With the pandemic, it's not just travel to the South that has stopped… international aid too! Nutrition Without Borders is constantly innovating to adapt to this new reality, which seems to be here to stay. But how can we support projects without moving, other than by giving confidence to local resources? Sometimes it only takes a little to leave the wheel…
Fortunately, NSF has always prioritized, during each of its missions abroad, to create as many multiplier agents as possible. Thus, during the 500 days of missions, including those in So-Ava for the Egg for Life project, we carried out all the field work involving several nutritionists and agronomists, in anticipation that they would take over. A wise decision!
To support the implementation of local professionals, NSF is already working remotely to provide this mentoring, and we know how difficult this can be, mainly because of the problems of internet connections, and the lack of financial means of these professionals to obtain fairly new computers or cell phones, therefore compatible with the technology we take for granted. Zooming in in Benin is an adventure in itself!
Nutrition education: the cornerstone of malnutrition prevention
Here, education in school nutrition is self-evident. But it is a real innovation in emerging countries, an innovation that makes a lot of sense but is not widespread. Yet this is what helps cut the grass underfoot to malnutrition for all generations to come! These young students, of whom nearly 1 in two were malnourished when we passed, are the parents-to-be of tomorrow. What they learn, siblings benefit from, and parents and teachers are also targeted by the program's activities. By following school throughout the school year, the Egg for Life program provides them with the tools to prevent malnutrition through better nutrition and prepares them for self-sufficiency through basic agronomy skills. The impact is tangible and major for the entire community.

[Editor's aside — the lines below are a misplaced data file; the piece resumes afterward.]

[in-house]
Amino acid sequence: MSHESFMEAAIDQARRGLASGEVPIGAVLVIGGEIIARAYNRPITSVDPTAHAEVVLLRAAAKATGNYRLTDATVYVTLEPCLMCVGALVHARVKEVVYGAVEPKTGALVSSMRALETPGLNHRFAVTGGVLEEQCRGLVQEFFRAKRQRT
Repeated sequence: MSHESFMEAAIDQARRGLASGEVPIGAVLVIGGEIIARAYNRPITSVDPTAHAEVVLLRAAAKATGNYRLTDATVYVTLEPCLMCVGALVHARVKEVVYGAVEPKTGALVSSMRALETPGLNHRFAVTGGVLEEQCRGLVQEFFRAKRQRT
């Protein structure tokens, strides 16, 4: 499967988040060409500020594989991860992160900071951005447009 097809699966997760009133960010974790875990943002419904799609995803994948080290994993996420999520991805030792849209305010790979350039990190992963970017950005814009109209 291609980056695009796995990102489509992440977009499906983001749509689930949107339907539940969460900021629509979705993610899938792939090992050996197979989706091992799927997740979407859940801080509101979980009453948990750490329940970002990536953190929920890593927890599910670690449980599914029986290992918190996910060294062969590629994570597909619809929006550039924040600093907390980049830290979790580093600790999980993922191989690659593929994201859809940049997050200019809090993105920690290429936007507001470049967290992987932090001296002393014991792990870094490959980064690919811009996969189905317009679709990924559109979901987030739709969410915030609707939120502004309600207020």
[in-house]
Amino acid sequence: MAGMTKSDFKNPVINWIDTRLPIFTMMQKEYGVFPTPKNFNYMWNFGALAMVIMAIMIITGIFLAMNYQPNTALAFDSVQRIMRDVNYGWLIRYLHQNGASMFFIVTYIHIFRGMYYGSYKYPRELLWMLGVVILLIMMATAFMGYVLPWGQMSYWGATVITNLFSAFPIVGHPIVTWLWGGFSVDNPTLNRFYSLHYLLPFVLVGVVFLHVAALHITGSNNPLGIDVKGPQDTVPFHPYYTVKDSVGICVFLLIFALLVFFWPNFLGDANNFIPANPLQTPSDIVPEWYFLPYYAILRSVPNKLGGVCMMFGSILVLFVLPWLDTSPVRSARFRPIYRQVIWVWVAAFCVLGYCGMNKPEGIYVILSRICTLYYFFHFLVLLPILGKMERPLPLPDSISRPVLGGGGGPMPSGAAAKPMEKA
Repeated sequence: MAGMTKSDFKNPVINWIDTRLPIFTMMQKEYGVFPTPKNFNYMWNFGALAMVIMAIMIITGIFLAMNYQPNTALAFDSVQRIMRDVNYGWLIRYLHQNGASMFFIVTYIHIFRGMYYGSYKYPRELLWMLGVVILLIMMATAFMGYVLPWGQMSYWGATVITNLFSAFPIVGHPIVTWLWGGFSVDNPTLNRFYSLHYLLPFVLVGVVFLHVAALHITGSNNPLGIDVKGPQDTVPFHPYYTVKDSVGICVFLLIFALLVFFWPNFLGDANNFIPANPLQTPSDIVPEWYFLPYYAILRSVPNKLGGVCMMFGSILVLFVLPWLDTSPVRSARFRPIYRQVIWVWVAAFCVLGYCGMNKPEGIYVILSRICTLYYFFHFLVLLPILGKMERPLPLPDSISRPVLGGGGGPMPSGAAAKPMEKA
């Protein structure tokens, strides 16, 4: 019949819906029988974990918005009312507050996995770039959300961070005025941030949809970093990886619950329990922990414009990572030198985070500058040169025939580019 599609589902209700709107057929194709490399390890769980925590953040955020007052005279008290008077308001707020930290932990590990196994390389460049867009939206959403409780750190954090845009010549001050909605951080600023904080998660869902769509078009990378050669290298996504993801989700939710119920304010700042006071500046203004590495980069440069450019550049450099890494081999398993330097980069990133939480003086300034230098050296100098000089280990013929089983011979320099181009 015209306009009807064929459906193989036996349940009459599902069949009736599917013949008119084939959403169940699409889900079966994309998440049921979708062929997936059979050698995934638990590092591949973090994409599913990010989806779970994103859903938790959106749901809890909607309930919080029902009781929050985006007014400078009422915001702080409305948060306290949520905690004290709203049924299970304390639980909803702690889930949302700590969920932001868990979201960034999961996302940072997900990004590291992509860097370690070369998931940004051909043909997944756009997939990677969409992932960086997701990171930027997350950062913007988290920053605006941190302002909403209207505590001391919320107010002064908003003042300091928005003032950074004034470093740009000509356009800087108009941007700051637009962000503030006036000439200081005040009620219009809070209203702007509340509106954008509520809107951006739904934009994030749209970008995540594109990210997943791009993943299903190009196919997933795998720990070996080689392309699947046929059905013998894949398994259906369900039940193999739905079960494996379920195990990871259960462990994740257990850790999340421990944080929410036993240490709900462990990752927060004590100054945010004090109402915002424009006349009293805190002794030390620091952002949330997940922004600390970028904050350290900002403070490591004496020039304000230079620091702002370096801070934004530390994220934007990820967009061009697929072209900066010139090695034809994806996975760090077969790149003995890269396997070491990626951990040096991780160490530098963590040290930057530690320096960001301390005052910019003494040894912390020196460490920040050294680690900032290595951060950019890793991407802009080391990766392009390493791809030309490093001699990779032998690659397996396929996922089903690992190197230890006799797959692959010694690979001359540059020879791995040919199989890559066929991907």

To support a school for a whole year, the costs of local professionals must be covered, training equipment, teaching materials, etc. It is impossible to launch such support without being fully assured beforehand that support will be maintained until the end of the school year. The results on the nutritional status of children depend on this constant support. That's why recurring gifts are so appreciated! This is how NSF can predict how many schools it can support, and that promises can be kept.
The International Committee: NSF tentacles elsewhere in the world
It is because NSF has always involved the beneficiaries themselves that the collaboration on the ground has been able to continue despite the pandemic! Nutrition Without Borders now has members from several countries and the number is growing! The International Committee is a safe space for professionals and volunteers from several countries to work together to find solutions to nutrition problems. Thus, projects can come to life in several countries at the same time. Together we are stronger!
Our international representatives are:
Benin: Armand Acakpo, nutritionist and Fabrice Tchabossou, agronomist
Democratic Republic of Congo: Dr. Nathan Buduntidi, physician
Burkina Faso: Mathe Allah Fonfounsi, nutritionist
Cameroon: Jules Azemfack, nutritionist
Ivory Coast: Pierre Abro, agronomist
Pôle NSF France: Morane Gillet